June 01, 2012
As OEMs and MROs partner to provide power-by-the hour solutions to carriers in search of engines—encompassing the maintenance to keep them running—traditional engine lease firms still have a role to play. The key is their ability to offer carriers cash via a sale and leaseback arrangement. To do that, lessors have to keep their own cost structures lean. That may mean nailing down maintenance and material costs at point-of-purchase, and more aggressively pooling parts.
“The trend is for [engine] OEMs to be winning more and more of the business,” says Joseph O'Brien, executive vice president of Shannon-based Engine Lease Finance Corp. “The dynamic in the market is [moving toward] more power-by-the-hour.”
But PBH pacts don't necessarily presage long-term loss of business, at least not in Abdol Moabery's estimation. “Typically what happens,” contends GA Telesis' president and CEO, is that power-by-the-hour is often a mere starting point in the evolution of an airline's engine maintenance philosophy. After a while, after they begin to understand the physical and fiscal parameters of their powerplants, they well might decide to migrate into a time and materials contract. And then, he contends, is when they seek out traditional engine leasing firms.
As maintenance efficiencies within a carrier become more manifest, the pull of the comprehensive services that OEMs and MROs offer lessens, and airlines gravitate towards leasing companies. At least that's the lessors' contention. To pave the way for new business, the engine lease firm must “pay a good number for the engine, then offer a very attractive lease factor,” says O'Brien.
That said, how else can lease firms counter OEM/MRO ascendance in the engine marketplace? Oliver Wyman partner Tim Hoyland characterizes the bond between OEMs and MROs as “pretty strong,” and believes the two are “working well” together. He thinks one tack engine lessors can employ to become more competitive is effectively using spares pools. “We still do not see as much pooling in North America as we have in Europe,” he says, but, “We're starting to see it—especially as airlines seek to reduce assets.”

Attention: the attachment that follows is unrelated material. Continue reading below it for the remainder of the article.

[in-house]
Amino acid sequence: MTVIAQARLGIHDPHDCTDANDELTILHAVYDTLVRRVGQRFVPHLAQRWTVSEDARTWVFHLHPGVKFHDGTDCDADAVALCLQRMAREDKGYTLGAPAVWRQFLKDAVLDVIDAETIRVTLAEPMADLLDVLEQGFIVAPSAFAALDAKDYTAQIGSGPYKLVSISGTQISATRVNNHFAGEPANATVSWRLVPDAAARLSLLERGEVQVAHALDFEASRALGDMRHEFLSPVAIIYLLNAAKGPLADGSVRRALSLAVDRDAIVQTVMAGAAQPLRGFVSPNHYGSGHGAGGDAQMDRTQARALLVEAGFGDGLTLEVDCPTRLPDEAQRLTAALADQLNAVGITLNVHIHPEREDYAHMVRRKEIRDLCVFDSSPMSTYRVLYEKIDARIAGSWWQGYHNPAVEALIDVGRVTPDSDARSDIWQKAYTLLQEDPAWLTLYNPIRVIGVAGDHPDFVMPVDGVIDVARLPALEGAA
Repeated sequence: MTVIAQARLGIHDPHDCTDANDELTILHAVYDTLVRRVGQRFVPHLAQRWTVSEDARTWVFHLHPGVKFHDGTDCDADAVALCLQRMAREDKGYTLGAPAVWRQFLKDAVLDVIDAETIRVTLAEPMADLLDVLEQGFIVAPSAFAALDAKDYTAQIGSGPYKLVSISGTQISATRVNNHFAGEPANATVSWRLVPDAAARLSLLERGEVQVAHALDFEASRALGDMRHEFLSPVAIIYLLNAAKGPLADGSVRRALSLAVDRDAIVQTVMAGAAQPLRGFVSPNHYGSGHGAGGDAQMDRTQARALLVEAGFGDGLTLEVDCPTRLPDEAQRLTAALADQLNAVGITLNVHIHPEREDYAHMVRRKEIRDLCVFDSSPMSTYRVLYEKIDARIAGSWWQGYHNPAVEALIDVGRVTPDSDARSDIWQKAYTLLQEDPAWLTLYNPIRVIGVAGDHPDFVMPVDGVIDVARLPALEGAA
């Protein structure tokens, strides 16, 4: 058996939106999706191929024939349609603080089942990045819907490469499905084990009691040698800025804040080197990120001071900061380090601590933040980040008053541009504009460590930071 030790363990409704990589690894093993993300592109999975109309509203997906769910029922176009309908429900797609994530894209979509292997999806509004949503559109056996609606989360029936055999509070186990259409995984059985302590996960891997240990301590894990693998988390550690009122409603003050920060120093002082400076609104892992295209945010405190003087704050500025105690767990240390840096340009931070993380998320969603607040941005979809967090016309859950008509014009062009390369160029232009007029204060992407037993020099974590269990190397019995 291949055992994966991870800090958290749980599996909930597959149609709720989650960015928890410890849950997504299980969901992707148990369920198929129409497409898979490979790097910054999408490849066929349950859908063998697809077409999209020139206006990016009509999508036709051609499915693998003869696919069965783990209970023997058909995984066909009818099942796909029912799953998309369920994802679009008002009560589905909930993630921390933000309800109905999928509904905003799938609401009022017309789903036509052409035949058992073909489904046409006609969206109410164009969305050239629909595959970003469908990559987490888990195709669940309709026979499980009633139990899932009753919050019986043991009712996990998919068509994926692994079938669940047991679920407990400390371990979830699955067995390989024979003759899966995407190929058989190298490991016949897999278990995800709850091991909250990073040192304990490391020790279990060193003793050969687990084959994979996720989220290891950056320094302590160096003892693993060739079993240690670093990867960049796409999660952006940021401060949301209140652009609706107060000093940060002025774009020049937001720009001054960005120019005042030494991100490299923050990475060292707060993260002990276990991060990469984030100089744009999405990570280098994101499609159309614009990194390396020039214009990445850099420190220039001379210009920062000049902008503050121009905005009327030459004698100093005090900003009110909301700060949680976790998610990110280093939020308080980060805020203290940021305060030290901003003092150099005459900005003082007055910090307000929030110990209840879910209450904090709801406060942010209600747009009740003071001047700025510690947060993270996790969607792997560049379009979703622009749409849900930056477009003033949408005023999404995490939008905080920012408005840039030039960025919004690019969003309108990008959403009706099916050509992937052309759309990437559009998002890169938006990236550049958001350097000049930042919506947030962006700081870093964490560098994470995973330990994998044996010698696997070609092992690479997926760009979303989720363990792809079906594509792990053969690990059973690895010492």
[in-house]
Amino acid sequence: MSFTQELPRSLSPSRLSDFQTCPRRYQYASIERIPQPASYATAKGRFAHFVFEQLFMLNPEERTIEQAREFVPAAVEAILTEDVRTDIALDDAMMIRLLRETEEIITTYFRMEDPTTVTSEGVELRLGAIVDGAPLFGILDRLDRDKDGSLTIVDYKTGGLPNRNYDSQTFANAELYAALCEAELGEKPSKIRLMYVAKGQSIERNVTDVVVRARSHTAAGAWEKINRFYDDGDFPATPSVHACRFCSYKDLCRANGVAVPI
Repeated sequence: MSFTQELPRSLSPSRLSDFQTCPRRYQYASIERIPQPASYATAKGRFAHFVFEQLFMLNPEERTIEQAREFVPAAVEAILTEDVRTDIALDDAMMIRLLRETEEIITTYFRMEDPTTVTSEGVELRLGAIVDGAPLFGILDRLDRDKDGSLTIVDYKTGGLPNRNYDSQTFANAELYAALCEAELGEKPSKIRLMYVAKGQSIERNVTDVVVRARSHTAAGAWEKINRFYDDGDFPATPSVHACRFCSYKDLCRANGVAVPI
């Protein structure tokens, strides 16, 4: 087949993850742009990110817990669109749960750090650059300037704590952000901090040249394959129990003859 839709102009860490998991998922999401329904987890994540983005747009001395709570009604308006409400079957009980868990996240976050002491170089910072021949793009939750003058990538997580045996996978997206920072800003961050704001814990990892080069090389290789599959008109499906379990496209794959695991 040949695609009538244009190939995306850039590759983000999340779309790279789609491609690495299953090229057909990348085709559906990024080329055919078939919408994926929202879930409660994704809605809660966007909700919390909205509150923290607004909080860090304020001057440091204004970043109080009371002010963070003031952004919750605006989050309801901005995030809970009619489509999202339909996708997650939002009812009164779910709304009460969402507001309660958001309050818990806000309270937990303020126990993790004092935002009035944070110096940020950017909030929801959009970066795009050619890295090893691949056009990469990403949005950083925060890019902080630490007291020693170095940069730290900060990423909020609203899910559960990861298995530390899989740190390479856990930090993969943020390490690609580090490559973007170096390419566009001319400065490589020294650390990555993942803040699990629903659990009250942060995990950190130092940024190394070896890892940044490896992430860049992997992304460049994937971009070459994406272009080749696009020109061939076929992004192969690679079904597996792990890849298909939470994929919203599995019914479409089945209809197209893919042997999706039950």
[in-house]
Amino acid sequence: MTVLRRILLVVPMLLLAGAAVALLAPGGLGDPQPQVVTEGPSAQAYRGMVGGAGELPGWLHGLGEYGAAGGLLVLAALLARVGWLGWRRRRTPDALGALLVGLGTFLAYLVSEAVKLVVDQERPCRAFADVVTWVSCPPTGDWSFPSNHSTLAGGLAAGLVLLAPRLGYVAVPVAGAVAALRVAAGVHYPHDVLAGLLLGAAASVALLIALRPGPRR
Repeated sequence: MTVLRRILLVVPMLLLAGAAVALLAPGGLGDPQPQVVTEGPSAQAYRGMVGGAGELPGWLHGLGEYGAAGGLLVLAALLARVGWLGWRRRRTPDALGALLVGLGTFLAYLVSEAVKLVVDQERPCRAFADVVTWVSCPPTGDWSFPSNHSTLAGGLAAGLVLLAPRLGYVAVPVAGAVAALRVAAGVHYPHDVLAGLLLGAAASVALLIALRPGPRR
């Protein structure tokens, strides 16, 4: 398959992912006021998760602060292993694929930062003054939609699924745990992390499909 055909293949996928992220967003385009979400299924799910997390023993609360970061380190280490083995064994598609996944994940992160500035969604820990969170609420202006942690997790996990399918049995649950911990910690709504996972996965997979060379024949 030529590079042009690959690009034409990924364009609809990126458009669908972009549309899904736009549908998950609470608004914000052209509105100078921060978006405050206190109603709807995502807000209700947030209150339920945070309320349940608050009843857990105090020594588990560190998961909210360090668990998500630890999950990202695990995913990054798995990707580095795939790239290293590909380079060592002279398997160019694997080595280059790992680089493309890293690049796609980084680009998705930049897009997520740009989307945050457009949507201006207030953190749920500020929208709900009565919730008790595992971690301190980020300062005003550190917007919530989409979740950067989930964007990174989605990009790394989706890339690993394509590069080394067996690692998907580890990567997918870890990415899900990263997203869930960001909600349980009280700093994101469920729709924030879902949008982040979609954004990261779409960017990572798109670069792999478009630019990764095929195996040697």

Hoyland also believes leasing companies are going to have to get more aggressive at point-of-purchase, the point at which they acquire a powerplant. The reason: “You're not going to get a second chance to [nail down] the…maintenance costs.” If lessors don't do that then and there, if they lose that point-of-purchase opportunity to do “a very intelligent and aggressive PBH agreement…it's going to be very difficult for them to reduce their costs.”
The Oliver Wyman executive believes trying to nail maintenance costs in place after the buy is all but futile. If the lessor procures the engine and then leases it, when the lessor subsequently tries to purchase maintenance, “there [is] a lot less competition at that point in time.” That's why he argues leasing company must fix the maintenance expenditures up front—and that includes inventory and material costs. He says lessors should obtain guarantees, again at point of purchase, as to how much those costs will escalate—guarantees that allow their material costs to rise less rapidly than those of the airlines.
There's another key observation by the Oliver Wyman partner, and it concerns parts manufacturer approval (PMA). “What we're seeing in the high-tech PMA market is a rapid…reduction in high-tech PMA components,” says Hoyland. He terms the survey results “stunning.” Hoyland attributes the fall off in high-tech PMA product to regulatory changes. He asserts PMA manufacturers are simply unwilling to assume what he terms “massive” financial risk. That trend, should it continue, could have a telling impact on market dynamics.